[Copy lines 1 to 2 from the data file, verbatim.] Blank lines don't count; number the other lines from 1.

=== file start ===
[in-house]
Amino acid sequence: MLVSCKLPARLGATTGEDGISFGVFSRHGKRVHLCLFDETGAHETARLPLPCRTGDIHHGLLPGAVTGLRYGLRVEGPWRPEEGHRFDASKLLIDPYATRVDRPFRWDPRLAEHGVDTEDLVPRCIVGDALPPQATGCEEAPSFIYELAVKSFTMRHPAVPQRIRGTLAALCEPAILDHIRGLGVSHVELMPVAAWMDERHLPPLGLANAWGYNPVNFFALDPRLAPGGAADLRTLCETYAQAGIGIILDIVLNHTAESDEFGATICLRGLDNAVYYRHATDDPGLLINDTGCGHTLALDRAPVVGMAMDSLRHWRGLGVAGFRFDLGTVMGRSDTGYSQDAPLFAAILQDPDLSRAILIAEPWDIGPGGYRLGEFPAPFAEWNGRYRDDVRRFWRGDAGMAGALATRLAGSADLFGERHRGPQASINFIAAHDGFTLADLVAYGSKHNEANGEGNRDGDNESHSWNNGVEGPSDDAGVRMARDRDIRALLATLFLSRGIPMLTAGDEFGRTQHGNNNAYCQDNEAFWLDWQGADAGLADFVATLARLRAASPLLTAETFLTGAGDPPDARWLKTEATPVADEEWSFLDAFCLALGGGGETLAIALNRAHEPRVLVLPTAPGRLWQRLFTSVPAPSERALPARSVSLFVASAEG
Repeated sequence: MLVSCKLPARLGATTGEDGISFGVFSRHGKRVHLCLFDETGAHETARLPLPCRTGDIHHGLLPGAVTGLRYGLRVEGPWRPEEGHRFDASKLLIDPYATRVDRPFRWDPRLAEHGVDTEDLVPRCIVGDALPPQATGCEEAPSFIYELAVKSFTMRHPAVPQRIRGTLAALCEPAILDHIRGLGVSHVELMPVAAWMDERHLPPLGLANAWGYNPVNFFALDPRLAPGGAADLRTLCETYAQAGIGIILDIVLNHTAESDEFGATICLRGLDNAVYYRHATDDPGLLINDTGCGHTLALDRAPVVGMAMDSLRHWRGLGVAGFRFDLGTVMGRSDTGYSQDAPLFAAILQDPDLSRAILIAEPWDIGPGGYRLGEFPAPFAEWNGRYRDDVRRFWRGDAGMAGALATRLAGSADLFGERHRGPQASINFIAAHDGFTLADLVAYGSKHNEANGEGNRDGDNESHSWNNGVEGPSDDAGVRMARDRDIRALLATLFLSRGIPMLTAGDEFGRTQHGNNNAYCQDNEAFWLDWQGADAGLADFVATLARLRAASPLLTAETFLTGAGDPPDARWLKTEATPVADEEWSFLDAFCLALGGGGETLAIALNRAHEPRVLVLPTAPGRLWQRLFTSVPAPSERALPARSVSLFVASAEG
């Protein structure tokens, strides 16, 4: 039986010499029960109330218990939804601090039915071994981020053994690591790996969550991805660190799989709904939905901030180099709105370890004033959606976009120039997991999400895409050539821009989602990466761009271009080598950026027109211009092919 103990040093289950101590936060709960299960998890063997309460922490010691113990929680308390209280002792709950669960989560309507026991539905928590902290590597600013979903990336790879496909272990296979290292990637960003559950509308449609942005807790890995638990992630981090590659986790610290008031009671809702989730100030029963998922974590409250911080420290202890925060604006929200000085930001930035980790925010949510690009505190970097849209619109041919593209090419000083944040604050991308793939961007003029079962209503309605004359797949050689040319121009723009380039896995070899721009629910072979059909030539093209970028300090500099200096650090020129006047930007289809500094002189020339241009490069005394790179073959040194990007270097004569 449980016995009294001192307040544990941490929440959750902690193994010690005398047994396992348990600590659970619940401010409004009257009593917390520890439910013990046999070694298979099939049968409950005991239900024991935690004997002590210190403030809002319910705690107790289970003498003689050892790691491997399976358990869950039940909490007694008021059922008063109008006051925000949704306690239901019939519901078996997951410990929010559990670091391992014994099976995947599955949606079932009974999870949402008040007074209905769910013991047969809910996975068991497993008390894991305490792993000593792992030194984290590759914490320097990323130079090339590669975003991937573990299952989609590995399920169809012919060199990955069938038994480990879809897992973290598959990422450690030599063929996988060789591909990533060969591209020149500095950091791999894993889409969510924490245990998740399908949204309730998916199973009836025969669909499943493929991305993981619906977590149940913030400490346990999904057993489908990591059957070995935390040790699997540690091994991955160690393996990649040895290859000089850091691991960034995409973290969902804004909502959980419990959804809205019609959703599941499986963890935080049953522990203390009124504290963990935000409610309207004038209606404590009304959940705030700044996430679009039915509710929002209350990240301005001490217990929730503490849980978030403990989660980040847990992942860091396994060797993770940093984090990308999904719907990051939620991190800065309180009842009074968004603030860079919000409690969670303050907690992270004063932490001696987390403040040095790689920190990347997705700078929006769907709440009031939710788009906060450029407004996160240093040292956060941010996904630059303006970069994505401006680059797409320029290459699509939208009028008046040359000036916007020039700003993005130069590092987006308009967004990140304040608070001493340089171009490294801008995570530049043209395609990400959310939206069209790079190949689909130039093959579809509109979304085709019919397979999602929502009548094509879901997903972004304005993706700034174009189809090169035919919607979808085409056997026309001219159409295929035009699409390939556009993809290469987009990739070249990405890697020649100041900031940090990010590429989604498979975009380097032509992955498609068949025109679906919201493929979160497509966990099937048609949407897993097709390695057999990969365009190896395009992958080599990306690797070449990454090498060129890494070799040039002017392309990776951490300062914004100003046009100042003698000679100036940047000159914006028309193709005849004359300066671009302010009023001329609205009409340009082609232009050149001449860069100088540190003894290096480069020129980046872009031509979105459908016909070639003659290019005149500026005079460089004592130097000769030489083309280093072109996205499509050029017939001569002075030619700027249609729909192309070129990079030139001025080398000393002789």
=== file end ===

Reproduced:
[in-house]
Amino acid sequence: MLVSCKLPARLGATTGEDGISFGVFSRHGKRVHLCLFDETGAHETARLPLPCRTGDIHHGLLPGAVTGLRYGLRVEGPWRPEEGHRFDASKLLIDPYATRVDRPFRWDPRLAEHGVDTEDLVPRCIVGDALPPQATGCEEAPSFIYELAVKSFTMRHPAVPQRIRGTLAALCEPAILDHIRGLGVSHVELMPVAAWMDERHLPPLGLANAWGYNPVNFFALDPRLAPGGAADLRTLCETYAQAGIGIILDIVLNHTAESDEFGATICLRGLDNAVYYRHATDDPGLLINDTGCGHTLALDRAPVVGMAMDSLRHWRGLGVAGFRFDLGTVMGRSDTGYSQDAPLFAAILQDPDLSRAILIAEPWDIGPGGYRLGEFPAPFAEWNGRYRDDVRRFWRGDAGMAGALATRLAGSADLFGERHRGPQASINFIAAHDGFTLADLVAYGSKHNEANGEGNRDGDNESHSWNNGVEGPSDDAGVRMARDRDIRALLATLFLSRGIPMLTAGDEFGRTQHGNNNAYCQDNEAFWLDWQGADAGLADFVATLARLRAASPLLTAETFLTGAGDPPDARWLKTEATPVADEEWSFLDAFCLALGGGGETLAIALNRAHEPRVLVLPTAPGRLWQRLFTSVPAPSERALPARSVSLFVASAEG